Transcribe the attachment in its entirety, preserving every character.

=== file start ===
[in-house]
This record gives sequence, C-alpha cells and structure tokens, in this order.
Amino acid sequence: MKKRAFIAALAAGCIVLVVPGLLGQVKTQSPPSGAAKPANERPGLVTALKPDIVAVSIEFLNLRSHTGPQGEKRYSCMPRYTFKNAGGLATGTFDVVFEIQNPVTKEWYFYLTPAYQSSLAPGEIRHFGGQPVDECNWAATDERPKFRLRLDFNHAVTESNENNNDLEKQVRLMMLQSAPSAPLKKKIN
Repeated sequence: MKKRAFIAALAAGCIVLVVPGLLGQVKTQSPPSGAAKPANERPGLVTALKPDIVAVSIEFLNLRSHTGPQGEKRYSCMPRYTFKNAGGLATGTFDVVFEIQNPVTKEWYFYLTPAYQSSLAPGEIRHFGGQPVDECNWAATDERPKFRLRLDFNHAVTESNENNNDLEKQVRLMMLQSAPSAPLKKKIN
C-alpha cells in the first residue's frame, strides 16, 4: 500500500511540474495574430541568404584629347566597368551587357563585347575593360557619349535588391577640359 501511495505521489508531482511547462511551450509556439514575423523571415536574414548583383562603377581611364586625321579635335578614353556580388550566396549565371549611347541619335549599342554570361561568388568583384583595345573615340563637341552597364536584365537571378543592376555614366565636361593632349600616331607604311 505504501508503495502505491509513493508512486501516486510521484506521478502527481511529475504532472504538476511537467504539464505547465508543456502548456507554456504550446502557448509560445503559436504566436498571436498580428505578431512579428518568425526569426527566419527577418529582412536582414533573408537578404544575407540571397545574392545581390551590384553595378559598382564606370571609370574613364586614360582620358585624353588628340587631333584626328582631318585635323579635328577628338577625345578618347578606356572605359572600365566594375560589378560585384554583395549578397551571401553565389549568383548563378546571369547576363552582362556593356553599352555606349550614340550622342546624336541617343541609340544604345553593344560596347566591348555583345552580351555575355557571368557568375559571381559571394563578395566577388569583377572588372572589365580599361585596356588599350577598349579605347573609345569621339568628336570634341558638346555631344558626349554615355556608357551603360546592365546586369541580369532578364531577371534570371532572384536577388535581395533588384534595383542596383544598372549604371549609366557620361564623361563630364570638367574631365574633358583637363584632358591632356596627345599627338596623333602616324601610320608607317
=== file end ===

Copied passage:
[in-house]
This record gives sequence, C-alpha cells and structure tokens, in this order.
Amino acid sequence: MKKRAFIAALAAGCIVLVVPGLLGQVKTQSPPSGAAKPANERPGLVTALKPDIVAVSIEFLNLRSHTGPQGEKRYSCMPRYTFKNAGGLATGTFDVVFEIQNPVTKEWYFYLTPAYQSSLAPGEIRHFGGQPVDECNWAATDERPKFRLRLDFNHAVTESNENNNDLEKQVRLMMLQSAPSAPLKKKIN
Repeated sequence: MKKRAFIAALAAGCIVLVVPGLLGQVKTQSPPSGAAKPANERPGLVTALKPDIVAVSIEFLNLRSHTGPQGEKRYSCMPRYTFKNAGGLATGTFDVVFEIQNPVTKEWYFYLTPAYQSSLAPGEIRHFGGQPVDECNWAATDERPKFRLRLDFNHAVTESNENNNDLEKQVRLMMLQSAPSAPLKKKIN
C-alpha cells in the first residue's frame, strides 16, 4: 500500500511540474495574430541568404584629347566597368551587357563585347575593360557619349535588391577640359 501511495505521489508531482511547462511551450509556439514575423523571415536574414548583383562603377581611364586625321579635335578614353556580388550566396549565371549611347541619335549599342554570361561568388568583384583595345573615340563637341552597364536584365537571378543592376555614366565636361593632349600616331607604311 505504501508503495502505491509513493508512486501516486510521484506521478502527481511529475504532472504538476511537467504539464505547465508543456502548456507554456504550446502557448509560445503559436504566436498571436498580428505578431512579428518568425526569426527566419527577418529582412536582414533573408537578404544575407540571397545574392545581390551590384553595378559598382564606370571609370574613364586614360582620358585624353588628340587631333584626328582631318585635323579635328577628338577625345578618347578606356572605359572600365566594375560589378560585384554583395549578397551571401553565389549568383548563378546571369547576363552582362556593356553599352555606349550614340550622342546624336541617343541609340544604345553593344560596347566591348555583345552580351555575355557571368557568375559571381559571394563578395566577388569583377572588372572589365580599361585596356588599350577598349579605347573609345569621339568628336570634341558638346555631344558626349554615355556608357551603360546592365546586369541580369532578364531577371534570371532572384536577388535581395533588384534595383542596383544598372549604371549609366557620361564623361563630364570638367574631365574633358583637363584632358591632356596627345599627338596623333602616324601610320608607317